Liberty president Jerry Falwell Jr. calls for an armed Christian campus

In this April 21, 2015, file photo, Liberty University president, Jerry Falwell Jr., gestures during an interview at the school in Lynchburg, Va. Virginia's governor is criticizing Falwell for urging his Christian college community to arm itself against a possible attack by a would-be mass killer. Falwell made the suggestion at a gathering of 10,000 on the Lynchburg campus on Friday, Dec. 4.

In this April 21, 2015, file photo, Liberty University president, Jerry Falwell Jr., gestures during an interview at the school in Lynchburg, Va. Virginia's governor is criticizing Falwell for urging his Christian college community to arm itself against a possible attack by a would-be mass killer. Falwell made the suggestion at a gathering of 10,000 on the Lynchburg campus on Friday, Dec. 4. AP Photo/Steve Helber, File

RICHMOND, Va. — Liberty University President Jerry Falwell Jr. urged students, staff and faculty at his Christian school to get a permit to carry a concealed weapon on campus to counter any copycat attack like the deadly rampage in California just days ago.

“Let’s teach them a lesson if they ever show up here,” Falwell told an estimated 10,000 of the campus community at convocation Friday in Lynchburg. While Falwell’s call to arms was applauded, his remarks also seemed to target Muslims.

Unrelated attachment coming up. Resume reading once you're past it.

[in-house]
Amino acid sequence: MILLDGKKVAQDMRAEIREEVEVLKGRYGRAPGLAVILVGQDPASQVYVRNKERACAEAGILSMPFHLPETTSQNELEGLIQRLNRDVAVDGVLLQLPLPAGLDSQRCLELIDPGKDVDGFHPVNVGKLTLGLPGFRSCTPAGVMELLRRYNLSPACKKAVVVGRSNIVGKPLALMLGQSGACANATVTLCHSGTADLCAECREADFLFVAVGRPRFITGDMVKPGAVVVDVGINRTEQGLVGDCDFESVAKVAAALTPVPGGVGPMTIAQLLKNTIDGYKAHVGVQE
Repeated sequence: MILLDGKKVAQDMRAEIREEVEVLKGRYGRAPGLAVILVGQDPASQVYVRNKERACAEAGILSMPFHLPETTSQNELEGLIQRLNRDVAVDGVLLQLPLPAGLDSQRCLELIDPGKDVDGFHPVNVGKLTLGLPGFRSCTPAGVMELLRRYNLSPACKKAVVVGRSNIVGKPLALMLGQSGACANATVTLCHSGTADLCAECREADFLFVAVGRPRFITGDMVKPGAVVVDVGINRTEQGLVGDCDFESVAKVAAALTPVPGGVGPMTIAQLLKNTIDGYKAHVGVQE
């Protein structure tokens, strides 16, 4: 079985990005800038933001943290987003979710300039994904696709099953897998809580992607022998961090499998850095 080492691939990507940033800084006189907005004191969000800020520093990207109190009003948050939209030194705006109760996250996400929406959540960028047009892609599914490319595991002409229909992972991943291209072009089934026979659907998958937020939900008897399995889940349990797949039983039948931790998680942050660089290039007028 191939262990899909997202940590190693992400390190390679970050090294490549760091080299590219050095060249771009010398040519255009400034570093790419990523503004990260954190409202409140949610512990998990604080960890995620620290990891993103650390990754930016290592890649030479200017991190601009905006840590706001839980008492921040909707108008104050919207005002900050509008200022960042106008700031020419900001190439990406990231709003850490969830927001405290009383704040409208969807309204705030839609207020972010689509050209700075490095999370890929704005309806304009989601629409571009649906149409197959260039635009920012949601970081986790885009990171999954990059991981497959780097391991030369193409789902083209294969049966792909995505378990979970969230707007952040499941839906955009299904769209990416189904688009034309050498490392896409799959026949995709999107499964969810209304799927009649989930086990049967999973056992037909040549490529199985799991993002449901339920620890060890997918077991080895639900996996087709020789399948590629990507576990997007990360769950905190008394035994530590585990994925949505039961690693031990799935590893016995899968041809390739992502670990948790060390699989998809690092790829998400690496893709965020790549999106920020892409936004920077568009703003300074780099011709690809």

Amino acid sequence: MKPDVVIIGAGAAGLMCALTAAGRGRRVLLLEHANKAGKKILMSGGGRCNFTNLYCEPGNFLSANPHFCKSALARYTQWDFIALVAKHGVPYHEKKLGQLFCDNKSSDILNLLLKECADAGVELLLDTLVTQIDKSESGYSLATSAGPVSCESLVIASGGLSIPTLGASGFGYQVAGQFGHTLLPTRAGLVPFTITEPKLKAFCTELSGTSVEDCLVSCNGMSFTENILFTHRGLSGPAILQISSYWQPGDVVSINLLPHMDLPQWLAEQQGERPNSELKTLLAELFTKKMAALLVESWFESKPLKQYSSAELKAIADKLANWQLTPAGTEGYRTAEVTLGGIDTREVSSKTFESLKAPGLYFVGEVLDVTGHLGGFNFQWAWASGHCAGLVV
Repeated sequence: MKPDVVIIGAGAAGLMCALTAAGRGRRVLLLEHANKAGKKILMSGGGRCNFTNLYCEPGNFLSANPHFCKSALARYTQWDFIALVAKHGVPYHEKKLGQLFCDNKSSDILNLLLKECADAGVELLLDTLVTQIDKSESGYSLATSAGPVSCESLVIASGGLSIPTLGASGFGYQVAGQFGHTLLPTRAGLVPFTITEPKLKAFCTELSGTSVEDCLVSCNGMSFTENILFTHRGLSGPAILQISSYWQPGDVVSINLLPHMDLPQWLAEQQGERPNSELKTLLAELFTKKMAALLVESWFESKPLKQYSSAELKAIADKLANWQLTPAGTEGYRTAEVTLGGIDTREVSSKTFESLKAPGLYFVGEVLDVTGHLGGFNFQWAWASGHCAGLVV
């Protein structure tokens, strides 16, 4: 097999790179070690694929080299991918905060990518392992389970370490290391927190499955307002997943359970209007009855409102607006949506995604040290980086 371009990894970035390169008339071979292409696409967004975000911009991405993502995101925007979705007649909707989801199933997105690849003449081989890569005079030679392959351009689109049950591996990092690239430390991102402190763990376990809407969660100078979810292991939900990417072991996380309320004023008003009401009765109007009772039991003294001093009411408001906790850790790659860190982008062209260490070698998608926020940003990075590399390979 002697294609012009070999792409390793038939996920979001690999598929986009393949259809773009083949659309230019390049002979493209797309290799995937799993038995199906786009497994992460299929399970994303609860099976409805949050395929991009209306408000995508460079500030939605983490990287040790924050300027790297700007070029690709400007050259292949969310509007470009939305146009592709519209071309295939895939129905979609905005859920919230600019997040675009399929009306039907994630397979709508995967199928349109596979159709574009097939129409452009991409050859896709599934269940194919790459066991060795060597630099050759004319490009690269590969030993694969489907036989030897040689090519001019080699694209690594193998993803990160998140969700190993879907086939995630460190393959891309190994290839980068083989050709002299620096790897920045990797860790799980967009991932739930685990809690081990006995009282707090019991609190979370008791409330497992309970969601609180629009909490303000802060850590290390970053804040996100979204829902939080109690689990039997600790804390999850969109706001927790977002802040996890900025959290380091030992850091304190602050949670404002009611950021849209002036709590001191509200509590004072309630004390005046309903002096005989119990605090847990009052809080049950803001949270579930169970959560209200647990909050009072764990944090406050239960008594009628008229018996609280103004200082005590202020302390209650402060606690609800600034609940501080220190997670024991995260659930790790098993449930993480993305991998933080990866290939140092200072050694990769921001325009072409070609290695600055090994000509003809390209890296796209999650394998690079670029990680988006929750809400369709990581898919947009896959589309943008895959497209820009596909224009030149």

“I’ve always thought if more good people had concealed carry permits, then we could end those Muslims before they walked in .,” Falwell said. The final words of his statement could not be clearly heard on a videotape of the remarks.

However, Falwell told The Associated Press on Saturday he was specifically referring to Syed Farook and Tashfeen Malik, the husband and wife who shot and killed 14 people at a holiday party in San Bernardino on Wednesday.

Falwell’s remarks generated a sharp rebuke from Virginia Gov. Terry McAuliffe, who called the comments “reckless.”

“My administration is committed to making Virginia an open and welcoming Commonwealth, while also ensuring the safety of all of our citizens,” McAuliffe said in a statement issued late Saturday. “Mr. Falwell’s rash and repugnant comments detract from both of those crucial goals.”

Falwell also said he believed the campus needed to be prepared in the face of the increasing frequency of mass killings. He cited, for example, the 2007 massacre of 32 people at Virginia Tech, the deadliest mass shooting in modern U.S. history, and less than 100 miles southwest of Liberty.

“What if just one of those students or one of those faculty members had a concealed permit and was carrying a weapon when the shooter walked into Virginia Tech? Countless lives could have been saved,” he said.

Falwell’s message is apparently being heeded. He said more than 100 people had asked Liberty police about a free class to obtain a permit to carry a concealed weapon.

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